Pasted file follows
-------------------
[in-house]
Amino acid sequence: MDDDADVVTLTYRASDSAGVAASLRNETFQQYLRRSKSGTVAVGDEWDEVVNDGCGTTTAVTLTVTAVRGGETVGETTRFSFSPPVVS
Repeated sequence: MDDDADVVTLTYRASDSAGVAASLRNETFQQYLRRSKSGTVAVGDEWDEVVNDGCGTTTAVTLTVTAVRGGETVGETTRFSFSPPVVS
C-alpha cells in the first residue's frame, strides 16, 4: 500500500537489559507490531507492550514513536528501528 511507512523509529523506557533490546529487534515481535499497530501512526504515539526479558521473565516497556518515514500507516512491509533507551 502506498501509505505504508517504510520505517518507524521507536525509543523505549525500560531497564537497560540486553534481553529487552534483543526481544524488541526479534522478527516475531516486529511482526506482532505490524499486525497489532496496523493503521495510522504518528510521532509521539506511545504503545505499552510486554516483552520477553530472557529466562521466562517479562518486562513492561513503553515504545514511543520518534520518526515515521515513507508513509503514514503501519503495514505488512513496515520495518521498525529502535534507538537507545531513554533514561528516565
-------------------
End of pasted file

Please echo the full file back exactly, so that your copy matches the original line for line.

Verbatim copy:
[in-house]
Amino acid sequence: MDDDADVVTLTYRASDSAGVAASLRNETFQQYLRRSKSGTVAVGDEWDEVVNDGCGTTTAVTLTVTAVRGGETVGETTRFSFSPPVVS
Repeated sequence: MDDDADVVTLTYRASDSAGVAASLRNETFQQYLRRSKSGTVAVGDEWDEVVNDGCGTTTAVTLTVTAVRGGETVGETTRFSFSPPVVS
C-alpha cells in the first residue's frame, strides 16, 4: 500500500537489559507490531507492550514513536528501528 511507512523509529523506557533490546529487534515481535499497530501512526504515539526479558521473565516497556518515514500507516512491509533507551 502506498501509505505504508517504510520505517518507524521507536525509543523505549525500560531497564537497560540486553534481553529487552534483543526481544524488541526479534522478527516475531516486529511482526506482532505490524499486525497489532496496523493503521495510522504518528510521532509521539506511545504503545505499552510486554516483552520477553530472557529466562521466562517479562518486562513492561513503553515504545514511543520518534520518526515515521515513507508513509503514514503501519503495514505488512513496515520495518521498525529502535534507538537507545531513554533514561528516565